ENOUGH ABOUT ME! I look forward to connecting with anyone crossing boundaries from software to hardware and back again. Artists, makers, hobbyists, professionals, first-timers, long-timers, indie, corporate, all of you, everyone, cats, maybe not so much dogs, whatever! I am psyched to get started, let’s make amazing things!

  • AIO Keys Backend Updates

    We’ve made some more backend changes to how the AIO Keys are generated and maintained. If you run into any authentication or strange AIO Key issues please let us know as soon as possible in the IO forum or Issues Tracker.

    Most of the changes were security enhancements, but we’re laying the groundwork for more features specifically related to the AIO Keys, including added administration functionality.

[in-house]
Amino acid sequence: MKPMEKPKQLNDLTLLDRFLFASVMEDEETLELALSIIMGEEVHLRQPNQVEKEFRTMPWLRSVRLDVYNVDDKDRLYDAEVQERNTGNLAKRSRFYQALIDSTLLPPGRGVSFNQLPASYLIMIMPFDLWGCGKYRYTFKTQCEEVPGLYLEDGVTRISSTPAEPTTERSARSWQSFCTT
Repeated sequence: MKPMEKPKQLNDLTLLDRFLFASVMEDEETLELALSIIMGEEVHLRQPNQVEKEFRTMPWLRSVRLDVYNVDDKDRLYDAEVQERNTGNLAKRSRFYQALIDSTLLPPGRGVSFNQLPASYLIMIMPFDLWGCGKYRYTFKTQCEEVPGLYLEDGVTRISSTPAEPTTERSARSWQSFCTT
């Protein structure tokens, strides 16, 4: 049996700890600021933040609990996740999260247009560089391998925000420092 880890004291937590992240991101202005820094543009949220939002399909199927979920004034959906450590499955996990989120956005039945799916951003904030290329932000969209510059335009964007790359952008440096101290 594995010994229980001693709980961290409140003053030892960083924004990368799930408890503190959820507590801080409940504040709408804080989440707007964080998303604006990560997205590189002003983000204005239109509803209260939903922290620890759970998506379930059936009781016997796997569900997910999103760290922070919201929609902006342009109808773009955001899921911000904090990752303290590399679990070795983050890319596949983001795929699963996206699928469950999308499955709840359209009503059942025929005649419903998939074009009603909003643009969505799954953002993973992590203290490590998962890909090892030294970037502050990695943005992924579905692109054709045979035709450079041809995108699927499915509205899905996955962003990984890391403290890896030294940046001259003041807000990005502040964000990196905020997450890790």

• Multicolumn Index Order in Postgres

    We started to notice some speed issues yesterday with certain queries in one of the largest tables (~50 million rows) in our PostgresSQL database, and we wanted to share some of the results of the investigation.

    During our tests today, we noticed that the slow queries ordered by id DESC were running in about 5 seconds, and queries that were ordered by created_at DESC were running in 0.1 milliseconds. Multicolumn indexes were present for both queries to use, and EXPLAIN ANALYZE showed that the queries hitting those indexes with an index scan.

    This led to the obvious question: wtf?

    After some investigation, we found that the order of columns in the index were reversed. One had the columns defined as (feed_id, created_at DESC) and the other had the columns defined as (id DESC, feed_id). After looking at the PostgresSQL docs for multicolumn indexes, the issue was clear.